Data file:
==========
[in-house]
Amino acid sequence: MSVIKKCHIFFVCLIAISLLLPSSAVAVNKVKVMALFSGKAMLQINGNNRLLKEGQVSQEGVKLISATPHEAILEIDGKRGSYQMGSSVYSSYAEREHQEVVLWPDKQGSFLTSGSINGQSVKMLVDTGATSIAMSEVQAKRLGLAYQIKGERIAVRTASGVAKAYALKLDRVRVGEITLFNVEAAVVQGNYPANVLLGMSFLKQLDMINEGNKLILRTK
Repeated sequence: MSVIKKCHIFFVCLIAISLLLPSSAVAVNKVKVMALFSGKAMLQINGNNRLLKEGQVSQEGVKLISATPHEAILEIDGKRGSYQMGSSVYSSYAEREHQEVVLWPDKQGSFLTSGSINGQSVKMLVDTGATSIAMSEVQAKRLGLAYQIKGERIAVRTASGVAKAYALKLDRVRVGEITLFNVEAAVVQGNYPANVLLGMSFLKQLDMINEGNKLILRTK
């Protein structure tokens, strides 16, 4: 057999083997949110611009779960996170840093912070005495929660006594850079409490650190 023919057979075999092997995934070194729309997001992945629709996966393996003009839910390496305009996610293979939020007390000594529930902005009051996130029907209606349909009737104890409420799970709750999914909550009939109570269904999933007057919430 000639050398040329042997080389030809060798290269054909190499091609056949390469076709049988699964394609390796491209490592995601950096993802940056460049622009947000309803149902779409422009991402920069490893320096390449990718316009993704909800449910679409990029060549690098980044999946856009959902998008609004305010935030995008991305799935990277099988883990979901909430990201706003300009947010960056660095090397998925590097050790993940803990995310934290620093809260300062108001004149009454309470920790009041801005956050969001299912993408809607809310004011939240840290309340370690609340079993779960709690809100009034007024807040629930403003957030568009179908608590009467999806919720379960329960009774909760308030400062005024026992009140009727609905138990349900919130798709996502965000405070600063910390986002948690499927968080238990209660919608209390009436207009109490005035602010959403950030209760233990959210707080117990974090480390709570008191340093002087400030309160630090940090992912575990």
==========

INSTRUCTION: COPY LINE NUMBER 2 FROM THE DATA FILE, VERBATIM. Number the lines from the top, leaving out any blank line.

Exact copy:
Amino acid sequence: MSVIKKCHIFFVCLIAISLLLPSSAVAVNKVKVMALFSGKAMLQINGNNRLLKEGQVSQEGVKLISATPHEAILEIDGKRGSYQMGSSVYSSYAEREHQEVVLWPDKQGSFLTSGSINGQSVKMLVDTGATSIAMSEVQAKRLGLAYQIKGERIAVRTASGVAKAYALKLDRVRVGEITLFNVEAAVVQGNYPANVLLGMSFLKQLDMINEGNKLILRTK